BY MALIA ZIMMERMAN – HONOLULU – The California state senator arrested and arraigned Wednesday for a host of federal charges, including conspiracy, political corruption and gun running, was previously arrested in Hawaii.
Leland Yee, the Senate Democratic legislative majority who ran for mayor of San Francisco in 2011, and was currently campaigning to become California’s secretary of state, was arrested in a criminal sting operation Wednesday along with 25 others including notorious gangster referred to on the street as “Shrimp Boy.”
FBI Special Agent Emmanuel Pascua said in an affidavit there was probable cause to believe Yee engaged in wire fraud, participated in a conspiracy to deal firearms without a license and illegally import firearms. In a 137-page indictment, Yee also is accused of participating in a wide sweeping conspiracy that included political corruption, money laundering, murder-for-hire, drug distribution, and contraband cigarettes trafficking.
Court records show Yee is charged with “conspiracy to deal firearms without a license and to illegally import firearms,” which is punishable by up to five years and $250,000 fine; and six counts of honest services fraud, with each corruption charge punishable by as much as 20 years in federal prison and a fine of up to $250,000.
Yee’s first arrest and conviction was nearly two decades earlier when he was in Hawaii, albeit for a much less serious crime.
A Freedom for Information Act request to Hawaii County confirms that Yee has an arrest record for a misdemeanor crime that occurred in Kona.
He was in a KTA store in Keaauhou in 1992 when he apparently stuffed a bottle of Tropical Blend Tan Magnifier Oil into his pocket and then under his shirt and walked out of the store.
After being stopped by a security guard, he said he was trying to show the bottle of suntan lotion to his wife who was waiting outside. Local police arrested him.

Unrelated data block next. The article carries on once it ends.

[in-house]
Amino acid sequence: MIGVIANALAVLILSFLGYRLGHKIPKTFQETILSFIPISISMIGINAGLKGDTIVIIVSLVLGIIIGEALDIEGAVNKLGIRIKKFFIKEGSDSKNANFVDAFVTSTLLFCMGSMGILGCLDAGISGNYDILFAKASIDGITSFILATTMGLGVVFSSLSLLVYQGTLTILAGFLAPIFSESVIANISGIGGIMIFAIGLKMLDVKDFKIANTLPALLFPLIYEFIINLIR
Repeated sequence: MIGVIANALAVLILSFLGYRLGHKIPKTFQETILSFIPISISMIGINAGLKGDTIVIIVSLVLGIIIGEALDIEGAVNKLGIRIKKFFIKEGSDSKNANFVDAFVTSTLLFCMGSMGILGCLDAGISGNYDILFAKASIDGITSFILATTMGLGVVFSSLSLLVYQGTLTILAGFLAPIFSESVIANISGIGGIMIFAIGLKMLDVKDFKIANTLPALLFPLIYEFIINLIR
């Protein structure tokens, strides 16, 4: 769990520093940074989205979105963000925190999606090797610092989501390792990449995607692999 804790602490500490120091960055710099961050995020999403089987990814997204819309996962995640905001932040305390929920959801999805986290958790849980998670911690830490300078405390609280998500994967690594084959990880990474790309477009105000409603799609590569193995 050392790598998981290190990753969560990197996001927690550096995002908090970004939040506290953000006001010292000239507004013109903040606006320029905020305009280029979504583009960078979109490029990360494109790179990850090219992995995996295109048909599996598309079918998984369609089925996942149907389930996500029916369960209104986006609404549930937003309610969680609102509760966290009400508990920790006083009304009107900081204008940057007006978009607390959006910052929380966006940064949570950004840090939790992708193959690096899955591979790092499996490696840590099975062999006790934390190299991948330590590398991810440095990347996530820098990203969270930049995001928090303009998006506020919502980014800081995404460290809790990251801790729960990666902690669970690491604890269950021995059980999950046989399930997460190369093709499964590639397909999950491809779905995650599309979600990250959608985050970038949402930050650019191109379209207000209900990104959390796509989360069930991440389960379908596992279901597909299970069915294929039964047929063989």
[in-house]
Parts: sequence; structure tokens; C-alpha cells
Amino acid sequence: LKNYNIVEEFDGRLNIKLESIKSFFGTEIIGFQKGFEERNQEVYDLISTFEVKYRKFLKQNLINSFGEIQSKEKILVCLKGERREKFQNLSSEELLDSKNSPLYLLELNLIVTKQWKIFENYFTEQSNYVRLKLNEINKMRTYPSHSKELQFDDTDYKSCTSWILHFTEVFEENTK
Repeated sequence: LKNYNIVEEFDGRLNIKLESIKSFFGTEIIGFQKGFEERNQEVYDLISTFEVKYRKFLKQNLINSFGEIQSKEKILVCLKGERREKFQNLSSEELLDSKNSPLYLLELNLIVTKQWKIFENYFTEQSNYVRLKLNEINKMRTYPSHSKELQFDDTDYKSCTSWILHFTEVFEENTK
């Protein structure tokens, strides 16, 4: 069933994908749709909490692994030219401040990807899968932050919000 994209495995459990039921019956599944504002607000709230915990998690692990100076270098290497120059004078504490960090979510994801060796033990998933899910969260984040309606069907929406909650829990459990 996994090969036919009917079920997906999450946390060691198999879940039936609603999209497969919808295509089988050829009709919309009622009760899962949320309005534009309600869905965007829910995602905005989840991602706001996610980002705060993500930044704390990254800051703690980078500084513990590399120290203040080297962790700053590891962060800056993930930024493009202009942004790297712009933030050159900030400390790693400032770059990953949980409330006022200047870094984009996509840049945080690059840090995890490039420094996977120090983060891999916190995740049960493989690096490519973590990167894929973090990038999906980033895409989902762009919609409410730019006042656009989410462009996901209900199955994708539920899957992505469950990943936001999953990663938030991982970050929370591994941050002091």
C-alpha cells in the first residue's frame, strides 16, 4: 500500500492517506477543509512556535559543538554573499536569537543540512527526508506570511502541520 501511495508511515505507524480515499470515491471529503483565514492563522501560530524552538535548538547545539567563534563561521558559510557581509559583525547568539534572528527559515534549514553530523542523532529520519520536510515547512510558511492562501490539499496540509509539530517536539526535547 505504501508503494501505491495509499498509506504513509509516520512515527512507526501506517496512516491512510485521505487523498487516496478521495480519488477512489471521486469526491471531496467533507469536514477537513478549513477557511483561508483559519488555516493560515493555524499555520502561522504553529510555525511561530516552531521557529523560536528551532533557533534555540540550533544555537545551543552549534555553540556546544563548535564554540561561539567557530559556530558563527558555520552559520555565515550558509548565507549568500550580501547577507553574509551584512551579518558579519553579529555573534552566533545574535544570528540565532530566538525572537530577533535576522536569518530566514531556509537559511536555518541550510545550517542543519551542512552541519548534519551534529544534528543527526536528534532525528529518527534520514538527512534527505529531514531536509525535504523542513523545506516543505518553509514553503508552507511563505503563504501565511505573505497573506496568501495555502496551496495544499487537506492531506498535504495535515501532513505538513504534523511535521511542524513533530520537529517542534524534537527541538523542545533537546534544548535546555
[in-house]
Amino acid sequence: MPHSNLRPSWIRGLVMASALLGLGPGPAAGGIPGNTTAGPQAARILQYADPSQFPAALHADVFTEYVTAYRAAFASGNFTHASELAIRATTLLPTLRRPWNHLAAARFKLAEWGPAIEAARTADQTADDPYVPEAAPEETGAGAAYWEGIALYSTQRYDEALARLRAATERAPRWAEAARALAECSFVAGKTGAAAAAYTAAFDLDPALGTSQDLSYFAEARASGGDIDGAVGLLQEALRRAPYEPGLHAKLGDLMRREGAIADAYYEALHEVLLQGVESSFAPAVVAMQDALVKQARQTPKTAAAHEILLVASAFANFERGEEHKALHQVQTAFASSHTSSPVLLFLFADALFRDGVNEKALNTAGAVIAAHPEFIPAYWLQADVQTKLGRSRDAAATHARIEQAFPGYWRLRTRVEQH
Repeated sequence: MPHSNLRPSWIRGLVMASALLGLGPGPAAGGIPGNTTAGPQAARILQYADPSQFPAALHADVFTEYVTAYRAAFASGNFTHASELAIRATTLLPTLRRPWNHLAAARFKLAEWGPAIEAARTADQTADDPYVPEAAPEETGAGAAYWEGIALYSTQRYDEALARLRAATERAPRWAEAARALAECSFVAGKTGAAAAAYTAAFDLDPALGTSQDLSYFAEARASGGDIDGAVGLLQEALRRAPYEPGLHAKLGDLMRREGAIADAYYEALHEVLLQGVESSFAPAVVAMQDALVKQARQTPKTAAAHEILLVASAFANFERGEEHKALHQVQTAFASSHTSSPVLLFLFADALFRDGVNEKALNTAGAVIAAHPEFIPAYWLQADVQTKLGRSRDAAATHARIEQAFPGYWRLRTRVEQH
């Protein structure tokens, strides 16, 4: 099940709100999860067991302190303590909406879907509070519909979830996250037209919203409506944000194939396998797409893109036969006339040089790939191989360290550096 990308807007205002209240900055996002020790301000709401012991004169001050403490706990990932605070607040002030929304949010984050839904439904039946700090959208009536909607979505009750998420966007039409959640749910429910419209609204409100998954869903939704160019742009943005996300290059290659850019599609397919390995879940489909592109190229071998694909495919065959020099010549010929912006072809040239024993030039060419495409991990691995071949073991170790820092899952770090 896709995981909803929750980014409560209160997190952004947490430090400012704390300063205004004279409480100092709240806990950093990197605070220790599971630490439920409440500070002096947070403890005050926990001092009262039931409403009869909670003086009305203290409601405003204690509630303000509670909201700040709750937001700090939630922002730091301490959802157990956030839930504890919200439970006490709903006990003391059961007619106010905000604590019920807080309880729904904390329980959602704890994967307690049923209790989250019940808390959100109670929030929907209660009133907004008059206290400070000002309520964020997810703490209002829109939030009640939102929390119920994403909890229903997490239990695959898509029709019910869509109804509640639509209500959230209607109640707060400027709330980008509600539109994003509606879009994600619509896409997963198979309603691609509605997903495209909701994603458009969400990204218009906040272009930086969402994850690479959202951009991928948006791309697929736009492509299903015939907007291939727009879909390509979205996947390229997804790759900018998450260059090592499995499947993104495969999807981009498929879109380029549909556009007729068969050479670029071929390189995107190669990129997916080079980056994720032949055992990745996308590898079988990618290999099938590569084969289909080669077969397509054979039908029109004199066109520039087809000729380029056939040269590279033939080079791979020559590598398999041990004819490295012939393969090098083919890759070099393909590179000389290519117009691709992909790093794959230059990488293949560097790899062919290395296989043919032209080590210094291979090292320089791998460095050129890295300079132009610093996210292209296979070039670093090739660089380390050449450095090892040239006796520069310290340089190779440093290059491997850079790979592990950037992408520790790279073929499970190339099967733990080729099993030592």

When it came time for Yee’s court hearing, records show he skipped his court appearance and never paid the $25 fine.
Yee had another brush with law enforcement in 1999, the San Francisco Weekly reports: “Although cops stopped him twice in the Mission District’s hooker-row area near Capp Street in 1999, Yee denied soliciting prostitutes. He told the media: ‘They presume that people are driving around there looking for prostitutes, but there are people who use that street to go home. They said there was somebody they thought looked like me who may have been soliciting. And I said, ‘No, I was coming from work.'”
Yee, 65, has promoted himself as a pious and transparent politician, but the FBI has apparently had him in their sights for some time. Court records show the FBI conducted several undercover operations to prove Yee was accepting cash donations in exchange for political favors.
The FBI also documented in court records Yee’s ties to a gun running operation. Yee was one of the state’s leading gun control advocates and had been campaigning for stricter firearms laws, claiming he was a father who wanted his community to be safe.
Yee has additional ties to Hawaii. He graduated from the University of Hawaii-Manoa, awarded a PhD in Psychology in 1975.
Yee also had influence on local county officials in 2011 when he was in news for attacking conservative radio talk show host Rush Limbaugh.
Yee said: “Rush Limbaugh reached a new low as he mocked the Chinese language and culture. His classless act is an insult to over 3,000 years of cultural history and is a slap in the face to the millions of Chinese Americans who have struggled in this country and to a people who constitute one-quarter of the world’s population. His comments belittle the contributions of the Chinese community and are sadly indicative of the bigotry that has often plagued his commentary and lined his pockets. Mr. Limbaugh owes the Chinese community an apology for this pointless and ugly offense.”
Honolulu Council Members Stanley Chang and Romy Cachola followed Yee’s lead and issued their own statements against Limbaugh. They also authored resolutions calling on advertisers to ban Limbaugh’s radio show, which airs in Hawaii on KHVH News radio 830 AM. Eight of nine council members voted for their resolution. Then Honolulu City Council Member Tom Berg was the only member to vote in opposition.
Limbaugh denied the accusation that he made a racist comment, and this week, Limbaugh recounted the controversy as well as Yee’s checkered political career.
Yee’s fall from grace since being arrested in an FBI political corruption, wire fraud and gun running sting this week has been dramatic. Even his fellow state senators are trying to suspend him. According to a report in the LA Times, Yee will be removed by a vote of fellow senators if he doesn’t step down on his own.
Yee, in political office for three decades, was the first Chinese American elected to the state Senate in California.
If Yee had been elected mayor, he would have overseen the police department.